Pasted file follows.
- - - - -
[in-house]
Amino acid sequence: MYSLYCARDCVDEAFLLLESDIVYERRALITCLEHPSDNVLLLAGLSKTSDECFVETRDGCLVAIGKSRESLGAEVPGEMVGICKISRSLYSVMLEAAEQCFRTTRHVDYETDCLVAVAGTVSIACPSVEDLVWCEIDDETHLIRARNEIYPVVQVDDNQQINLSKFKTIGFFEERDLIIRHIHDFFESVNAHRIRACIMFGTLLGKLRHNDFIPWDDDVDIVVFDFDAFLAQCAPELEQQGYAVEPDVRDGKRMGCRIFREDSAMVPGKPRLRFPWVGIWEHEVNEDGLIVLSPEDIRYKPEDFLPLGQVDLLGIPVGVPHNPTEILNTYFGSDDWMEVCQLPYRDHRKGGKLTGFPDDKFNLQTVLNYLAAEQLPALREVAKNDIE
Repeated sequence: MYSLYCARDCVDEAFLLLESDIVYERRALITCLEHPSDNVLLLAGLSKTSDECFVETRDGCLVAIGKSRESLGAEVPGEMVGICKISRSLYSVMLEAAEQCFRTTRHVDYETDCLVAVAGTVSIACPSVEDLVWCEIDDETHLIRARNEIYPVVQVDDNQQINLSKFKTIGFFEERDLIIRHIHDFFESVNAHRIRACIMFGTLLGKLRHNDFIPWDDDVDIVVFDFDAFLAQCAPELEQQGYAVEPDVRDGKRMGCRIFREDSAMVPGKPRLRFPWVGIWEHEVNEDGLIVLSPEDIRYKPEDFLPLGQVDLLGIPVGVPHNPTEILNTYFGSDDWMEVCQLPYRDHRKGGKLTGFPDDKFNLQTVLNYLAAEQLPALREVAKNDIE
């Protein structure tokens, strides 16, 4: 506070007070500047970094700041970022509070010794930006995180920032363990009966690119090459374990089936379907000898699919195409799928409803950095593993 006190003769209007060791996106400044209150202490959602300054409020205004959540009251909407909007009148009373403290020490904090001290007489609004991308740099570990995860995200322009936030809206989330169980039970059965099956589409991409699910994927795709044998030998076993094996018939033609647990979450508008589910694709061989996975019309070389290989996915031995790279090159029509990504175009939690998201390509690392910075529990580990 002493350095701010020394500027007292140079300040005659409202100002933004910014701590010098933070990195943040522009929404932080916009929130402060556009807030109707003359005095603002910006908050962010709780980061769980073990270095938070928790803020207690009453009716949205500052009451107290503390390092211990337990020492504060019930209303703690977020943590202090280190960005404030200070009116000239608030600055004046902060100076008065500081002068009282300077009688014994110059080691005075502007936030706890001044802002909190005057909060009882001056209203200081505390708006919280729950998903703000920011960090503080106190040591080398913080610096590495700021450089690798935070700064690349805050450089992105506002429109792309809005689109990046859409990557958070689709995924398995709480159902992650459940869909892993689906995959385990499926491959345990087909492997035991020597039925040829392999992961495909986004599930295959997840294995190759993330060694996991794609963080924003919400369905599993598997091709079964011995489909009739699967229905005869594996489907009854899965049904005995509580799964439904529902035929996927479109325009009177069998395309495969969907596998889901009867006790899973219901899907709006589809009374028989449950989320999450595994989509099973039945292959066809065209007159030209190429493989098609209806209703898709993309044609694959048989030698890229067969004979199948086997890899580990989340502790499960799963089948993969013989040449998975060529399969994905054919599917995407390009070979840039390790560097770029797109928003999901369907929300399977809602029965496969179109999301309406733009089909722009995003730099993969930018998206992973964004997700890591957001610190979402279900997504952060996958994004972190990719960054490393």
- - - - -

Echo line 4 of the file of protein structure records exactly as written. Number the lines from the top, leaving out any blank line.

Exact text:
């Protein structure tokens, strides 16, 4: 506070007070500047970094700041970022509070010794930006995180920032363990009966690119090459374990089936379907000898699919195409799928409803950095593993 006190003769209007060791996106400044209150202490959602300054409020205004959540009251909407909007009148009373403290020490904090001290007489609004991308740099570990995860995200322009936030809206989330169980039970059965099956589409991409699910994927795709044998030998076993094996018939033609647990979450508008589910694709061989996975019309070389290989996915031995790279090159029509990504175009939690998201390509690392910075529990580990 002493350095701010020394500027007292140079300040005659409202100002933004910014701590010098933070990195943040522009929404932080916009929130402060556009807030109707003359005095603002910006908050962010709780980061769980073990270095938070928790803020207690009453009716949205500052009451107290503390390092211990337990020492504060019930209303703690977020943590202090280190960005404030200070009116000239608030600055004046902060100076008065500081002068009282300077009688014994110059080691005075502007936030706890001044802002909190005057909060009882001056209203200081505390708006919280729950998903703000920011960090503080106190040591080398913080610096590495700021450089690798935070700064690349805050450089992105506002429109792309809005689109990046859409990557958070689709995924398995709480159902992650459940869909892993689906995959385990499926491959345990087909492997035991020597039925040829392999992961495909986004599930295959997840294995190759993330060694996991794609963080924003919400369905599993598997091709079964011995489909009739699967229905005869594996489907009854899965049904005995509580799964439904529902035929996927479109325009009177069998395309495969969907596998889901009867006790899973219901899907709006589809009374028989449950989320999450595994989509099973039945292959066809065209007159030209190429493989098609209806209703898709993309044609694959048989030698890229067969004979199948086997890899580990989340502790499960799963089948993969013989040449998975060529399969994905054919599917995407390009070979840039390790560097770029797109928003999901369907929300399977809602029965496969179109999301309406733009089909722009995003730099993969930018998206992973964004997700890591957001610190979402279900997504952060996958994004972190990719960054490393």